LONDON (ICIS)--The European Commission on Thursday agreed to a joint venture between Switzerland-headquartered INEOS and Belgium’s Solvay, contingent on certain divestments, which will see the creation of Europe’s largest polyvinyl chloride (PVC) producer.
The two companies have received approval to fold their chlorvinyls assets into a 50:50 joint venture to respond to challenging European market conditions and intensifying international competition.
Representing the combination of the top two players in the European PVC market, the Commission had expressed concerns about the impact of the joint venture on sector plurality, but the latest portfolio of divestments the companies have offered up presents a solution to the issue, according to competition regulators.
The companies offered an augmented asset disposal plan in March, comprising the divestment of S-PVC plants in Beek, the Netherlands, Mazingarbe, France and Wilhelmshaven, Germany, along with upstream chlorine and ethylenedichloride (EDC) assets in Tessenderlo, Belgium, and Runcorn, UK.
INEOS had held sufficient power in the northwest European suspension PVC (S-PVC) market to manipulate prices to an extent, the Commission said, while the merged entities as they currently stand would control 60% of the Benelux bleach market, with its only significant competitor being the Netherlands’ AkzoNobel.
“The Commission had concerns that the transaction, as originally notified, would have enabled the merged entity to raise prices for S-PVC in North West Europe and for sodium hypochlorite [bleach] in the Benelux, since it combined the two largest suppliers in these markets. The commitments offered address these concerns,” the Commission’s competition authority said.
The combined INEOS/Solvay chlorvinyls producer and the purchaser of the divested assets will also enter into a joint venture agreement for the production of chlorine at Runcorn, the Commission said. INEOS and Solvay have agreed not to close the merger until a buyer has been found for the assets and a binding sales agreement signed.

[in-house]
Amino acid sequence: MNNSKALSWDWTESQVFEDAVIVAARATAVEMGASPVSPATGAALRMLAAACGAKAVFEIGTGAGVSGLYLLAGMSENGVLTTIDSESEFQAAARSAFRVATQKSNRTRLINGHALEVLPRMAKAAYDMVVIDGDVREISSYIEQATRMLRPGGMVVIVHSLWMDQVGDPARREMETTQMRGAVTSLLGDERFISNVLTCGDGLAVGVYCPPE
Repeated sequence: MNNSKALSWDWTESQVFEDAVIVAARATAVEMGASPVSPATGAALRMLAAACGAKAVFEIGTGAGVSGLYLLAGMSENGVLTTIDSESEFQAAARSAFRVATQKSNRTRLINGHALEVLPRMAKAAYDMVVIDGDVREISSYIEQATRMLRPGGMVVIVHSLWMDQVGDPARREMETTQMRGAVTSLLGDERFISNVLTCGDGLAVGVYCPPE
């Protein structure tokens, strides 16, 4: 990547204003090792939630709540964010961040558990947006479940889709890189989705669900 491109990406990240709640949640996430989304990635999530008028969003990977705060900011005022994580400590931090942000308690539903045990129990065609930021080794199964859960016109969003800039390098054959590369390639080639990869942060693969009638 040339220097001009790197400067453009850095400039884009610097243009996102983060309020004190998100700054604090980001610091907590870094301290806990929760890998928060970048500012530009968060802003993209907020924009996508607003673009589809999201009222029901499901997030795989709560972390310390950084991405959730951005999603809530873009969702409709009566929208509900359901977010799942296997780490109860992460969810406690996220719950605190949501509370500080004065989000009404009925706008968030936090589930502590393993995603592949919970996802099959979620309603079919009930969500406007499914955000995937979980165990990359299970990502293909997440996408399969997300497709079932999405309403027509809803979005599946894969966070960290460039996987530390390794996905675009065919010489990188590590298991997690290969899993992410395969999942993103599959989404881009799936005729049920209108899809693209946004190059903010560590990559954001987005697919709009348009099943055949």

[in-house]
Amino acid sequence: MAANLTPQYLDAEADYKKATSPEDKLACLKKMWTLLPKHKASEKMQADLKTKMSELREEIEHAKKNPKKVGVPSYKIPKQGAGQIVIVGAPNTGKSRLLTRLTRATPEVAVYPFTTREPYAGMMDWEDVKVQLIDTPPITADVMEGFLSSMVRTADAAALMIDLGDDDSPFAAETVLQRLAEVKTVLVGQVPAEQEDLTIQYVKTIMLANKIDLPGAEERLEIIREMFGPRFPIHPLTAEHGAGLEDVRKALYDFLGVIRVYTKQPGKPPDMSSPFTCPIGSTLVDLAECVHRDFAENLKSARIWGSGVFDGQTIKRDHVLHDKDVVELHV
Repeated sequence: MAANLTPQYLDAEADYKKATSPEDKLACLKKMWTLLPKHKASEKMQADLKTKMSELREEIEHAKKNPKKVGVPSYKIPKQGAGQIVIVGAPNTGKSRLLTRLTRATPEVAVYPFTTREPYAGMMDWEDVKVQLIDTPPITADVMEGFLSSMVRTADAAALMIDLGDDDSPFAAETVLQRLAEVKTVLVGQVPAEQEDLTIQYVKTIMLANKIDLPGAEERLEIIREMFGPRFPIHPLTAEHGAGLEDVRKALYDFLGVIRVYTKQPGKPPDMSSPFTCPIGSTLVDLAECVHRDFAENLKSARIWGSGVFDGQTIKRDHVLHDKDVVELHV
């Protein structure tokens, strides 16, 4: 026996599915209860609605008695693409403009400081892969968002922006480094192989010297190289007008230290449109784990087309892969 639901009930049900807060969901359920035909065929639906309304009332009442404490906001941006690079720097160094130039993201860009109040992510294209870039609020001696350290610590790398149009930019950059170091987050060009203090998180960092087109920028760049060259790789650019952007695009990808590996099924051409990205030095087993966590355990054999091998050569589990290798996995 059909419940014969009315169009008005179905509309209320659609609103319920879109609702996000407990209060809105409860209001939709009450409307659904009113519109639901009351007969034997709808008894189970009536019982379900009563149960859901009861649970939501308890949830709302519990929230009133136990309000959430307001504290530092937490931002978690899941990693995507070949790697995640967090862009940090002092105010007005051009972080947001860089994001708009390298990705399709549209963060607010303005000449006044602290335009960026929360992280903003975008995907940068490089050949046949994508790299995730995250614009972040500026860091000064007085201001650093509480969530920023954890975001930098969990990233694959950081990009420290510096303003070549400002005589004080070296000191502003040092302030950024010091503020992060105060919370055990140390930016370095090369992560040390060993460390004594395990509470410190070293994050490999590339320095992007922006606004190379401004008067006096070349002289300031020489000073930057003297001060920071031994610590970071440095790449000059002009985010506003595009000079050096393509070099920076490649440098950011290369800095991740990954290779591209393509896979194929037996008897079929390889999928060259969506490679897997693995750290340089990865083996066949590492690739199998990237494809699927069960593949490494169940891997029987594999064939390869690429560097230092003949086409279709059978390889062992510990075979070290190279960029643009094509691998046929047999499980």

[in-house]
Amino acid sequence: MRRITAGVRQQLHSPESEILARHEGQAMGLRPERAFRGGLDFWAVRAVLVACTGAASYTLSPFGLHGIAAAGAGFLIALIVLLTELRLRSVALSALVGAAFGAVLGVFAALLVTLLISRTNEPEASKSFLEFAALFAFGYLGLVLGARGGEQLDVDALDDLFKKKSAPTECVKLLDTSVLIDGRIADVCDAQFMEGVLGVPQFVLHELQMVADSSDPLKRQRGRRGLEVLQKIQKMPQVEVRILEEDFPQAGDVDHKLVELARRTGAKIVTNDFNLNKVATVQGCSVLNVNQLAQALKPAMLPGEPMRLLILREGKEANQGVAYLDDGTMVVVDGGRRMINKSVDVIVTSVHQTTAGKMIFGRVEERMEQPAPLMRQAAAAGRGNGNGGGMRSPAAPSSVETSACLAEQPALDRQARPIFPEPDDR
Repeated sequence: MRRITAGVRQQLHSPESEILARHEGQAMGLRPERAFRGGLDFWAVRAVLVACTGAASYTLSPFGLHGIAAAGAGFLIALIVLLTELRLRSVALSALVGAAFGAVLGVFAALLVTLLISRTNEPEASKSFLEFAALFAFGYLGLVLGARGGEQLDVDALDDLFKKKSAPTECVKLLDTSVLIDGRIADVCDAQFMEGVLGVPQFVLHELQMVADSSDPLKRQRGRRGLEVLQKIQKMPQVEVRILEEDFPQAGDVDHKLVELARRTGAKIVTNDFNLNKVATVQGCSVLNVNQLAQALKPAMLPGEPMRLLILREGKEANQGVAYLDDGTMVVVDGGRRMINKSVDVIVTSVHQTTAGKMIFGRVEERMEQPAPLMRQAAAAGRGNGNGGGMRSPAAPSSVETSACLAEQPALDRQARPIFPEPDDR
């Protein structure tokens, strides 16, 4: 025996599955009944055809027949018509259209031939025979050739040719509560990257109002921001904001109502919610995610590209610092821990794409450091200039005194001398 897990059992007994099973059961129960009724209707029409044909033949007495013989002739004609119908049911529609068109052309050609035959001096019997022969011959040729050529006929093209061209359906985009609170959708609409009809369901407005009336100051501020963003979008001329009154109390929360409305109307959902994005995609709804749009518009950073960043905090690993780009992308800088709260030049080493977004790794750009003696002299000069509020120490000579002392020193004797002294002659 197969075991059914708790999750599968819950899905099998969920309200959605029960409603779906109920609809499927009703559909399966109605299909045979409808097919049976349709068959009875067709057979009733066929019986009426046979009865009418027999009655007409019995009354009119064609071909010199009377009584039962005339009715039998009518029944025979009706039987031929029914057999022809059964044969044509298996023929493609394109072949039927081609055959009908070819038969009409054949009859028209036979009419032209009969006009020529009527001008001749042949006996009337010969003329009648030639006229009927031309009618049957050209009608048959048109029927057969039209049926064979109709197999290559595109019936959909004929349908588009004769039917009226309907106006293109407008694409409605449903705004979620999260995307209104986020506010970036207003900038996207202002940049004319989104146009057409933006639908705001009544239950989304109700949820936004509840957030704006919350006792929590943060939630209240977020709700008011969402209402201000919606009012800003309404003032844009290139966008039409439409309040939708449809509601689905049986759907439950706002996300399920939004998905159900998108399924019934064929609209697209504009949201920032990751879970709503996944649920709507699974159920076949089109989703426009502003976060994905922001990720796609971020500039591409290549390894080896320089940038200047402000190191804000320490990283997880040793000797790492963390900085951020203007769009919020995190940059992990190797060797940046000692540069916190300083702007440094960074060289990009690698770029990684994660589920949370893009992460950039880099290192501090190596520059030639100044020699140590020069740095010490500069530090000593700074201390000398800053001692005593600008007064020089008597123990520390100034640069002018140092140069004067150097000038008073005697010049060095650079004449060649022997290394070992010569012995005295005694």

A purchaser of the divested assets would be taking possession of a fully-integrated S-PVC production operation, according to European regulators.
“The divestment will provide the purchaser with a fully integrated self-standing S-PVC business,” the Commission said, adding that a set of purchaser criteria will be set out to ensure the operations go to a player with the capacity to run the operations as a competitive force.
"PVC is an important raw material used in the construction sector and in many other industries. The proposed commitments will ensure that the transaction will not result in higher prices to the detriment of businesses and consumers in Europe,” said Commission vice president in charge of competition policy Joaquin Almunia.
Announced in May 2013, the letter of intent between the prospective joint venture partners includes an exit clause where INEOS would acquire Solvay’s 50% stake in the venture for five and a half times its mid-cycle recurring earnings before interest, taxes, depreciation and amortisation (REBITDA).
The option, which would have to be exercised between four and six years from the formation of the venture, would leave INEOS as the sole owner of the business. Solvay would be entitled to cash payments of €250m upon completion of the transaction.
Original estimates of the scope of the merged entity – which do not account for the assets to be divested for competition authority compliance purposes – included 5,650 employees, and pools the company's operations across the chlorvinyls chain, including PVC, chlorine, and caustic soda.
Based on full-year 2012 figures, the entity would have combined net sales of €4.3bn and REBITDA of €257m.